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Anselm of Canterbury: The Major Works (Oxford World's Classics)
Anselm of Canterbury
Leaves of Grass: First and "Death-Bed" Editions (Barnes & Noble Classics)
Karen Karbiener, Walt Whitman
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Legends (Tales from the Eternal Archives, Book 1)
Jane Lindskold, Robert J. Harris, Margaret Weis, Robyn Fielder, Robin Crew, Deborah Turner Harris, Peter Schweighofer, Kevin Stein, Dennis L. McKiernan, Matthew Stover, Janet Pack, Brian M. Thomsen, Kristine Kathryn Rusch, Kristin Schwengel, John Helfer, Gary A. Braunbe

The Wonder That Was India

The Wonder That Was India - Arthur Llewellyn  Basham

Even though Indian civilization has interacted with other civilizations over the millennia, there is still a mystery and allure about its history, culture, and religions that still fascinates.  The Wonder That Was India by A.L. Basham is a classic interpretation of Indian culture that for over 60 years has been an introduction to the unique culture that covered a subcontinent up until the arrival of the Muslims.

 

Basham ordered the book by discipline first with history—both pre-recorded and recorded—followed by government, society, everyday life, religion, the arts, and finally language and literature.  This allowed for a generally reader friendly book as Basham covered the history of the subcontinent and then used that background to show the societal and cultural developments.  Throughout the book are numerous illustrations, drawings, and maps that showed the richness of the civilization.  However, being over 60 years old some of the information is out of date and that is not all of the imperfections that future readers should know about.  Basham’s writing style is somewhat dry in places and reading becomes as slog.  And the illustrations while being spread throughout the book are not easy to find when referenced in the text.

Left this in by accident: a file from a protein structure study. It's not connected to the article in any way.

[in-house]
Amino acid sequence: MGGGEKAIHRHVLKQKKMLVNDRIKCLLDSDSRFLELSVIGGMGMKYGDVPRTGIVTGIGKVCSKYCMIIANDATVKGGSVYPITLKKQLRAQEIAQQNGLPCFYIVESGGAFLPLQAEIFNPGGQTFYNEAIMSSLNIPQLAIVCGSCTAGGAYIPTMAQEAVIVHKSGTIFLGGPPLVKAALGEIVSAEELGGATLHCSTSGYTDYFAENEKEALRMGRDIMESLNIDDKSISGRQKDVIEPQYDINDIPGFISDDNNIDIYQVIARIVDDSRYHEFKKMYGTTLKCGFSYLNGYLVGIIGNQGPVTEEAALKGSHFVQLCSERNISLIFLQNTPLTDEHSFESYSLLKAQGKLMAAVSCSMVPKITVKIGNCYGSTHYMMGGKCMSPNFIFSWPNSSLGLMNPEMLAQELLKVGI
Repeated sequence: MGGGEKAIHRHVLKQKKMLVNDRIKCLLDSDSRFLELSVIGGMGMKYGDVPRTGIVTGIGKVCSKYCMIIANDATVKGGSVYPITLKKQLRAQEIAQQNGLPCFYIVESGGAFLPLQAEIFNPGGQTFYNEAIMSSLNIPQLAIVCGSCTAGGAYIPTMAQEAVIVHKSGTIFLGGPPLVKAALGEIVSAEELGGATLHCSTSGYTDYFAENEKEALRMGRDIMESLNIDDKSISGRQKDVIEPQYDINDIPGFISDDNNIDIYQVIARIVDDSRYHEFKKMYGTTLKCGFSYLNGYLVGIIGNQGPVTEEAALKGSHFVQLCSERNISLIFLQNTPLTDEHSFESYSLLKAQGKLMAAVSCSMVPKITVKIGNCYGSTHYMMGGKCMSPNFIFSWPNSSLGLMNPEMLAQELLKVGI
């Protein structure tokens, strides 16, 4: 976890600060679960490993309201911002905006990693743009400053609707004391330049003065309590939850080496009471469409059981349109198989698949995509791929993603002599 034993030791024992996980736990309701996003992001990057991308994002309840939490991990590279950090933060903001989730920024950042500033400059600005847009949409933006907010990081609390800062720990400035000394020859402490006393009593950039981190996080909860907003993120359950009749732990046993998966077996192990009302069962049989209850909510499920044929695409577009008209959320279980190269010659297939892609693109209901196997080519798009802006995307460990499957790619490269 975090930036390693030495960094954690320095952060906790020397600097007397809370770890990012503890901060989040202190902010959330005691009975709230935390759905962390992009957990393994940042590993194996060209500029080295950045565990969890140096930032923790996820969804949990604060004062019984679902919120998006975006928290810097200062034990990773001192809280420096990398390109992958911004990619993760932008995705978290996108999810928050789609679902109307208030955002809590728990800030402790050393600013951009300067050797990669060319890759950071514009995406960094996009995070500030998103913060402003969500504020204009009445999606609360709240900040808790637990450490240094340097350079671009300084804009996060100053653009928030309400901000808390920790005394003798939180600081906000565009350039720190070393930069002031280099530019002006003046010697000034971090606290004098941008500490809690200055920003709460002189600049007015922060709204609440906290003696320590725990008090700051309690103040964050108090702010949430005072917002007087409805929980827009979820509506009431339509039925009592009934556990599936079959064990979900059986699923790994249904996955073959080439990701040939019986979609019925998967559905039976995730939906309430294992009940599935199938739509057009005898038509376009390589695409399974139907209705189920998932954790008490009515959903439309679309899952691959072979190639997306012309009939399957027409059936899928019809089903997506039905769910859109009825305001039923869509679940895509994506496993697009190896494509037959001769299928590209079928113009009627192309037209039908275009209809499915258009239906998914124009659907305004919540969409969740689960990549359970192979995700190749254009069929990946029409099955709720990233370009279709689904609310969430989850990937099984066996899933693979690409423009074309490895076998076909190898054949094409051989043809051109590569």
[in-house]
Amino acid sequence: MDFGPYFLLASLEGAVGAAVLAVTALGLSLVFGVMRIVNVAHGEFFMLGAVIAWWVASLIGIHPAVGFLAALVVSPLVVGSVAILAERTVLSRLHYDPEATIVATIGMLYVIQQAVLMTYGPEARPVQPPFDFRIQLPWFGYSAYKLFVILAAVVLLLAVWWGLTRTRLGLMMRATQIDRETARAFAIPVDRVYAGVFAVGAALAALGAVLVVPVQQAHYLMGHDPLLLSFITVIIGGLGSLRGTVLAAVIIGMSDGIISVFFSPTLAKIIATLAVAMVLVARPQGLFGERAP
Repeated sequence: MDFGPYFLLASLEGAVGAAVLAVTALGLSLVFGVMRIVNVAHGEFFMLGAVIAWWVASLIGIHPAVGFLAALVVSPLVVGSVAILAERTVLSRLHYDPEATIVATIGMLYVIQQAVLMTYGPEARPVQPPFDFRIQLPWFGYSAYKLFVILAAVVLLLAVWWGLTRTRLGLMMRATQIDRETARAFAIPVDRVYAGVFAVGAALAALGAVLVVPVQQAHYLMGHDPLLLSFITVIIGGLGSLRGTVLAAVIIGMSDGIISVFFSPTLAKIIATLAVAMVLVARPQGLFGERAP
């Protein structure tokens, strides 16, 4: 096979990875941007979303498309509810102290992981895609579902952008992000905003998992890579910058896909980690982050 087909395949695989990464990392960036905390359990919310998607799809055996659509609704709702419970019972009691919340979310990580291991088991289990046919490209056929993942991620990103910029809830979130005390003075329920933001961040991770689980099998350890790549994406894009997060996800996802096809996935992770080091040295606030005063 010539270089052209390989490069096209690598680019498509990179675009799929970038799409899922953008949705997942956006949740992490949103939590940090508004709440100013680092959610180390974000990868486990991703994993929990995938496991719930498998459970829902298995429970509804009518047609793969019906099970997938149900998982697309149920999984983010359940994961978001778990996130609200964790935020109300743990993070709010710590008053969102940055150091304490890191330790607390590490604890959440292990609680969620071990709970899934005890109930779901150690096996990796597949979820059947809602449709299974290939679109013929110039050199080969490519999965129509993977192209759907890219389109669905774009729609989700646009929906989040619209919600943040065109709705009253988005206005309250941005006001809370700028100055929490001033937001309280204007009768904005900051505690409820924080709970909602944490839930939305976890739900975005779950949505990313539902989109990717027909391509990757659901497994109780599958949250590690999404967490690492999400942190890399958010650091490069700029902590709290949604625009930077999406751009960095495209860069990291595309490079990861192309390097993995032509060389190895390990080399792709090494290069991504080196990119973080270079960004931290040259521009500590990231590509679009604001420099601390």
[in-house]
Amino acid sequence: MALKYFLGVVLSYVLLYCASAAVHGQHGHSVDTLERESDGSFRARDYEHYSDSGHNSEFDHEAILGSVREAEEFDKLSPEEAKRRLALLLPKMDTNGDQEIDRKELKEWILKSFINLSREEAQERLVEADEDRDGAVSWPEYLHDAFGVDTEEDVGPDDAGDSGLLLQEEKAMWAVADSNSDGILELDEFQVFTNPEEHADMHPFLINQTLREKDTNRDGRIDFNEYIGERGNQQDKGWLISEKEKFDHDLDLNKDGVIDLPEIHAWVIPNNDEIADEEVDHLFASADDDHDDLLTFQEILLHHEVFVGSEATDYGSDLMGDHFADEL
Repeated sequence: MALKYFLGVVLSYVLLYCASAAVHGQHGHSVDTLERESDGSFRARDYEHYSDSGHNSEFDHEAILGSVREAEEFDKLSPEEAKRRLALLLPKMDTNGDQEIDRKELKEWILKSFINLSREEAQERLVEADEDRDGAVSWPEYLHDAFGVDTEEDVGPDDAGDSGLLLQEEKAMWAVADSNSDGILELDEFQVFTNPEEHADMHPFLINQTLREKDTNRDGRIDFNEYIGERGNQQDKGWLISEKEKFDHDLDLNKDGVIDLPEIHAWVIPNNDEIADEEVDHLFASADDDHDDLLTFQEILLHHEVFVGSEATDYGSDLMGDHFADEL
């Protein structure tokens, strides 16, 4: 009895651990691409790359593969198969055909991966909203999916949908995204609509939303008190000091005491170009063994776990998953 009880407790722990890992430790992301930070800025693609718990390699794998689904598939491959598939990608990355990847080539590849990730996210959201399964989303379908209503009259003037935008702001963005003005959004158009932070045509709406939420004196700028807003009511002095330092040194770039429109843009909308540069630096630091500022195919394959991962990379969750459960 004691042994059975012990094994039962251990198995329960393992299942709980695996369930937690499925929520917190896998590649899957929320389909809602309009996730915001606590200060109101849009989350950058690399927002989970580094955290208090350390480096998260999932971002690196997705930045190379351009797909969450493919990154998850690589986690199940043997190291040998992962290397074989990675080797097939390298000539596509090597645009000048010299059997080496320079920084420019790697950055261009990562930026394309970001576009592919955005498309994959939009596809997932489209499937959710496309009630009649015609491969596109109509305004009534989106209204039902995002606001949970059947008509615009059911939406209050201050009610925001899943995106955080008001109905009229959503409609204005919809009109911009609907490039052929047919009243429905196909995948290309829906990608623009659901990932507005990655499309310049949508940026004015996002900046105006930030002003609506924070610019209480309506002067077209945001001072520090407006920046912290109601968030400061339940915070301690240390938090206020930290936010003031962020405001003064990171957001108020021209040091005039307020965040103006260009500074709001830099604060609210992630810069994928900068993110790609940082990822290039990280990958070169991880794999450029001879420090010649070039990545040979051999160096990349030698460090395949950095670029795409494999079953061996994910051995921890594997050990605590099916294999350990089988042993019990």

However, even with this downside The Wonder That Was India is still a great introduction into Indian history.  A.L. Basham’s enthusiasm is very evident as well as his expertise on the subject.  I definitely recommend this book for dedicated history readers, but issue a word of warning to general readers.